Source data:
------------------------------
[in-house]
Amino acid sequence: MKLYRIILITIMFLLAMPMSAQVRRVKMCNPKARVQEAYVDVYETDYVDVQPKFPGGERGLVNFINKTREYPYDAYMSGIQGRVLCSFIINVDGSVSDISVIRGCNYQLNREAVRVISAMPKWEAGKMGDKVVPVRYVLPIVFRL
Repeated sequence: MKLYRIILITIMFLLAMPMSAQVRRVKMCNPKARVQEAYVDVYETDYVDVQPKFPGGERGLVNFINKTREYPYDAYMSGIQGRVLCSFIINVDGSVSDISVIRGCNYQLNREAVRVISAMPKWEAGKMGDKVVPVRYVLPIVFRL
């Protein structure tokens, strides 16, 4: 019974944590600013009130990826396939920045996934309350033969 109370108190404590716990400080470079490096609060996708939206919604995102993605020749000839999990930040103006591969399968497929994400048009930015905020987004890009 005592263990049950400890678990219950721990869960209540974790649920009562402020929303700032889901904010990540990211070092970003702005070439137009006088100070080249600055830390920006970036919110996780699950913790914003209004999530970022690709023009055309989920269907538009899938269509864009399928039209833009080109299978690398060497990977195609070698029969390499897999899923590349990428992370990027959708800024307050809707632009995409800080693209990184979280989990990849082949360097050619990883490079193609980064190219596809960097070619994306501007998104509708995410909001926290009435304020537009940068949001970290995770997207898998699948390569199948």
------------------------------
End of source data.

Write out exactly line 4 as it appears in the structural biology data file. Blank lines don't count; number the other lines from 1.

């Protein structure tokens, strides 16, 4: 019974944590600013009130990826396939920045996934309350033969 109370108190404590716990400080470079490096609060996708939206919604995102993605020749000839999990930040103006591969399968497929994400048009930015905020987004890009 005592263990049950400890678990219950721990869960209540974790649920009562402020929303700032889901904010990540990211070092970003702005070439137009006088100070080249600055830390920006970036919110996780699950913790914003209004999530970022690709023009055309989920269907538009899938269509864009399928039209833009080109299978690398060497990977195609070698029969390499897999899923590349990428992370990027959708800024307050809707632009995409800080693209990184979280989990990849082949360097050619990883490079193609980064190219596809960097070619994306501007998104509708995410909001926290009435304020537009940068949001970290995770997207898998699948390569199948």